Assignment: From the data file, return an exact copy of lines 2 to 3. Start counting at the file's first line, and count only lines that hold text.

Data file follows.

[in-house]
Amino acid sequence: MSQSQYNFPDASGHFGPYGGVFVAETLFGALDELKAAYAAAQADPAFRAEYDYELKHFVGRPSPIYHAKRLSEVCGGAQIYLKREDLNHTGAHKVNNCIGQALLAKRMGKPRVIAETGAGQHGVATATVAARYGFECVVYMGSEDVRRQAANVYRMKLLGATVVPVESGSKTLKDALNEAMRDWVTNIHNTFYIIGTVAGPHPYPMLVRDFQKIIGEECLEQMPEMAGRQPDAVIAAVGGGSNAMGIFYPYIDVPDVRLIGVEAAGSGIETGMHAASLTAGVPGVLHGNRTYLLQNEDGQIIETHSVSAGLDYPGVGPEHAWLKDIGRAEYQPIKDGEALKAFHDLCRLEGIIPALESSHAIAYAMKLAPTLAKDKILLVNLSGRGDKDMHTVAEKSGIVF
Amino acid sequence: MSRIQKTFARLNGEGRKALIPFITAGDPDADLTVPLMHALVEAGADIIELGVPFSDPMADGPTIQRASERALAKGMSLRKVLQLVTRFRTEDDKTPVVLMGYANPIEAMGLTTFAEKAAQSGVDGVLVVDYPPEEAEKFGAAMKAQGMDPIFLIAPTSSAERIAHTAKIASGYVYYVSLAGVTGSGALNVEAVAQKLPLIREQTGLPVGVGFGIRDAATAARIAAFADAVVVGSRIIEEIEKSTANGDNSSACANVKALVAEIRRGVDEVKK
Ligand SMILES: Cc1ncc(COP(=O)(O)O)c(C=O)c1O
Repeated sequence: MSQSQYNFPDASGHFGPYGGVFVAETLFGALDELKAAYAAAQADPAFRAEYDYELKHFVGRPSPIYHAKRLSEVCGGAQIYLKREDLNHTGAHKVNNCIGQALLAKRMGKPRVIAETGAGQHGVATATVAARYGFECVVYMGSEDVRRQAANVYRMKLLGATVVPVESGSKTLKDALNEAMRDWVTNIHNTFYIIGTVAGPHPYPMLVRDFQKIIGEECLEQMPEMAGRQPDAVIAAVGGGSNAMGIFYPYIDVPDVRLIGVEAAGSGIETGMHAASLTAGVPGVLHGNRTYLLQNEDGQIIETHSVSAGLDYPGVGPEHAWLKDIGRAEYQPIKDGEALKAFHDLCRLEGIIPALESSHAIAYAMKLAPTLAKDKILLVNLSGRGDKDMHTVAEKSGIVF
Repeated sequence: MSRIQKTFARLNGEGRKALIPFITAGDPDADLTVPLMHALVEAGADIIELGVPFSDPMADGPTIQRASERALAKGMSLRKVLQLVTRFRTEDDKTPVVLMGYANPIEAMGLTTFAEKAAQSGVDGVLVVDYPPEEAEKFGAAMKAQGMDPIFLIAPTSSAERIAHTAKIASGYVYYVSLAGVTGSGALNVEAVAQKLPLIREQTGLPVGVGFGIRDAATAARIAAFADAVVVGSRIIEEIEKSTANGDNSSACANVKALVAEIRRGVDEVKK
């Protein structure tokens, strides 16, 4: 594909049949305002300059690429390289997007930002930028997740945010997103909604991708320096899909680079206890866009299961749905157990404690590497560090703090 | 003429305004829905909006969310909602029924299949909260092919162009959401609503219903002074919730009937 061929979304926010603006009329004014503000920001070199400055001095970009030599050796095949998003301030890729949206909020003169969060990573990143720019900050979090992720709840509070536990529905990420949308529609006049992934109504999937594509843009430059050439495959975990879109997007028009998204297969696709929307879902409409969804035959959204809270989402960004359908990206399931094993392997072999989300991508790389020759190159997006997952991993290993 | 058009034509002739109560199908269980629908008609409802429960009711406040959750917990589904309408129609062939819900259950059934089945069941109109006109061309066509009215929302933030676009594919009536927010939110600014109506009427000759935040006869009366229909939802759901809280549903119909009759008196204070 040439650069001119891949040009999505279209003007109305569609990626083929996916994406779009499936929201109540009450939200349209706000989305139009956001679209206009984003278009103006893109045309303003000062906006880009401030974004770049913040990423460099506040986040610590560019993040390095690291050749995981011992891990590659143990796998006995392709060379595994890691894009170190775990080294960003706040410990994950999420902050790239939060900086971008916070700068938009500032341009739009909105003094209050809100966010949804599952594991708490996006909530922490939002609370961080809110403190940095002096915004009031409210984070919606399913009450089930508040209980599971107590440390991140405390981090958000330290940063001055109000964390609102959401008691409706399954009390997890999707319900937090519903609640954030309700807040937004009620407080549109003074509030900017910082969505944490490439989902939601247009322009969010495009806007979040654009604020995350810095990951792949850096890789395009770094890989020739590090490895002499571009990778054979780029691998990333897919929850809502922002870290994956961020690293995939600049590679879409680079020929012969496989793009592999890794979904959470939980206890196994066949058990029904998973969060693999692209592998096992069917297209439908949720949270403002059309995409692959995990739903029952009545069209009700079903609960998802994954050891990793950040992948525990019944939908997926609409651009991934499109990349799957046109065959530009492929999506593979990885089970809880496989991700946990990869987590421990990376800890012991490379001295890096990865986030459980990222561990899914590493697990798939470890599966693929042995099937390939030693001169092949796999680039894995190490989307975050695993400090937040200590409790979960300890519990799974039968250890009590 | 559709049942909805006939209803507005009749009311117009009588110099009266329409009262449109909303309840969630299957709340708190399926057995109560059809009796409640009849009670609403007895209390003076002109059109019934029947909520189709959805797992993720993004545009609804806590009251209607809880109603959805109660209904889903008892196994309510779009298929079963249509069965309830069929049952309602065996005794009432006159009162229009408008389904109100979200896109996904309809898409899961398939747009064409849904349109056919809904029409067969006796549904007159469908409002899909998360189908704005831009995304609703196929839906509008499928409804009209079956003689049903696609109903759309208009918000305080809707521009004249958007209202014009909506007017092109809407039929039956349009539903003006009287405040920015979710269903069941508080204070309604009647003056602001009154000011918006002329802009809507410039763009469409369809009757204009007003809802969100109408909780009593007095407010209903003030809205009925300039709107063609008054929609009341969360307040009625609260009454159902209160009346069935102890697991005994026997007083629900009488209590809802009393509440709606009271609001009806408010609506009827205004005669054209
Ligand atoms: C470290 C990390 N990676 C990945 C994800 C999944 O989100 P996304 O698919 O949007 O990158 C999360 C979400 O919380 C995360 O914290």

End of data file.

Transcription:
Amino acid sequence: MSQSQYNFPDASGHFGPYGGVFVAETLFGALDELKAAYAAAQADPAFRAEYDYELKHFVGRPSPIYHAKRLSEVCGGAQIYLKREDLNHTGAHKVNNCIGQALLAKRMGKPRVIAETGAGQHGVATATVAARYGFECVVYMGSEDVRRQAANVYRMKLLGATVVPVESGSKTLKDALNEAMRDWVTNIHNTFYIIGTVAGPHPYPMLVRDFQKIIGEECLEQMPEMAGRQPDAVIAAVGGGSNAMGIFYPYIDVPDVRLIGVEAAGSGIETGMHAASLTAGVPGVLHGNRTYLLQNEDGQIIETHSVSAGLDYPGVGPEHAWLKDIGRAEYQPIKDGEALKAFHDLCRLEGIIPALESSHAIAYAMKLAPTLAKDKILLVNLSGRGDKDMHTVAEKSGIVF
Amino acid sequence: MSRIQKTFARLNGEGRKALIPFITAGDPDADLTVPLMHALVEAGADIIELGVPFSDPMADGPTIQRASERALAKGMSLRKVLQLVTRFRTEDDKTPVVLMGYANPIEAMGLTTFAEKAAQSGVDGVLVVDYPPEEAEKFGAAMKAQGMDPIFLIAPTSSAERIAHTAKIASGYVYYVSLAGVTGSGALNVEAVAQKLPLIREQTGLPVGVGFGIRDAATAARIAAFADAVVVGSRIIEEIEKSTANGDNSSACANVKALVAEIRRGVDEVKK